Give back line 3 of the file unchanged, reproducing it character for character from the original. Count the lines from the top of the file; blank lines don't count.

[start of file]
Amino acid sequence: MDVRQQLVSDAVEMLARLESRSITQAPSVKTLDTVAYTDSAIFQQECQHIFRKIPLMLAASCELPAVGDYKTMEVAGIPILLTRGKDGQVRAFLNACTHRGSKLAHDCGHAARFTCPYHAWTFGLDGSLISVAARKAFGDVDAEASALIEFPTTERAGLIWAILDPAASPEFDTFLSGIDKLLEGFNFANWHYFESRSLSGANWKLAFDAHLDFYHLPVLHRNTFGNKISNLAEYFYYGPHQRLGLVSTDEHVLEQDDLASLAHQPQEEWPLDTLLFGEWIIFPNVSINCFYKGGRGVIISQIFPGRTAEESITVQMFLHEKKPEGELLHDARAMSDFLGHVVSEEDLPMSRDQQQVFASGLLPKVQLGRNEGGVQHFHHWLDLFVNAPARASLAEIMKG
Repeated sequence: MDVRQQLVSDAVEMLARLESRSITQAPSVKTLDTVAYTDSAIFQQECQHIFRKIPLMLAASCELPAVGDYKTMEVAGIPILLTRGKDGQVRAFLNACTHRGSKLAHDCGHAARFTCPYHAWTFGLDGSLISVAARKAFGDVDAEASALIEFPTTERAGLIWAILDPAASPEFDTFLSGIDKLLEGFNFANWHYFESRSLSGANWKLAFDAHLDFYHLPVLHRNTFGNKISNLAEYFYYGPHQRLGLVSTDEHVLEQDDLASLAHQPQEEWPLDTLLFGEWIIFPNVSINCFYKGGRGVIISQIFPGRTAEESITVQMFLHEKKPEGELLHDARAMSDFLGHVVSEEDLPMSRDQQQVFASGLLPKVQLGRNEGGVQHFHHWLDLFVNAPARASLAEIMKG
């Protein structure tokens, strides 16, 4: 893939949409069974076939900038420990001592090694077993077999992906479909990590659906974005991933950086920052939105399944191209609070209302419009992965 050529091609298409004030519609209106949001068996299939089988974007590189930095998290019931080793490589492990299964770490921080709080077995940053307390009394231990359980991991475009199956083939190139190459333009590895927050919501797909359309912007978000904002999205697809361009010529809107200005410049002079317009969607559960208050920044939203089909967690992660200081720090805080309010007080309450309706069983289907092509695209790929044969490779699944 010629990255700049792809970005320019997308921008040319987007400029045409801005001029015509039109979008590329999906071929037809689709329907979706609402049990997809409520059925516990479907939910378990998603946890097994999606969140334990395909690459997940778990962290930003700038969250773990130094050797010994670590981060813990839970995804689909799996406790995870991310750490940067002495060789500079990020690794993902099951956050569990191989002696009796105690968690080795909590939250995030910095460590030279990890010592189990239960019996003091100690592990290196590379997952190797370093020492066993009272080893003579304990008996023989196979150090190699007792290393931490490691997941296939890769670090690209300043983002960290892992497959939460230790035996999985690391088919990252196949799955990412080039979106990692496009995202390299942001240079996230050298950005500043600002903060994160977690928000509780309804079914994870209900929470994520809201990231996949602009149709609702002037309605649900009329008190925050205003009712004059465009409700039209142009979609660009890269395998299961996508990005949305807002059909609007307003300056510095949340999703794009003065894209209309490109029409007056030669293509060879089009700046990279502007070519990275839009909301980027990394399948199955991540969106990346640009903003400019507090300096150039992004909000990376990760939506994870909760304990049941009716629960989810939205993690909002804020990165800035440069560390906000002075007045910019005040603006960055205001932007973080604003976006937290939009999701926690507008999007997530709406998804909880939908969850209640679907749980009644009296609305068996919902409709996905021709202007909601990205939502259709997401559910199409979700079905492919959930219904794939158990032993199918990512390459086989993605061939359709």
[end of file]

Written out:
């Protein structure tokens, strides 16, 4: 893939949409069974076939900038420990001592090694077993077999992906479909990590659906974005991933950086920052939105399944191209609070209302419009992965 050529091609298409004030519609209106949001068996299939089988974007590189930095998290019931080793490589492990299964770490921080709080077995940053307390009394231990359980991991475009199956083939190139190459333009590895927050919501797909359309912007978000904002999205697809361009010529809107200005410049002079317009969607559960208050920044939203089909967690992660200081720090805080309010007080309450309706069983289907092509695209790929044969490779699944 010629990255700049792809970005320019997308921008040319987007400029045409801005001029015509039109979008590329999906071929037809689709329907979706609402049990997809409520059925516990479907939910378990998603946890097994999606969140334990395909690459997940778990962290930003700038969250773990130094050797010994670590981060813990839970995804689909799996406790995870991310750490940067002495060789500079990020690794993902099951956050569990191989002696009796105690968690080795909590939250995030910095460590030279990890010592189990239960019996003091100690592990290196590379997952190797370093020492066993009272080893003579304990008996023989196979150090190699007792290393931490490691997941296939890769670090690209300043983002960290892992497959939460230790035996999985690391088919990252196949799955990412080039979106990692496009995202390299942001240079996230050298950005500043600002903060994160977690928000509780309804079914994870209900929470994520809201990231996949602009149709609702002037309605649900009329008190925050205003009712004059465009409700039209142009979609660009890269395998299961996508990005949305807002059909609007307003300056510095949340999703794009003065894209209309490109029409007056030669293509060879089009700046990279502007070519990275839009909301980027990394399948199955991540969106990346640009903003400019507090300096150039992004909000990376990760939506994870909760304990049941009716629960989810939205993690909002804020990165800035440069560390906000002075007045910019005040603006960055205001932007973080604003976006937290939009999701926690507008999007997530709406998804909880939908969850209640679907749980009644009296609305068996919902409709996905021709202007909601990205939502259709997401559910199409979700079905492919959930219904794939158990032993199918990512390459086989993605061939359709």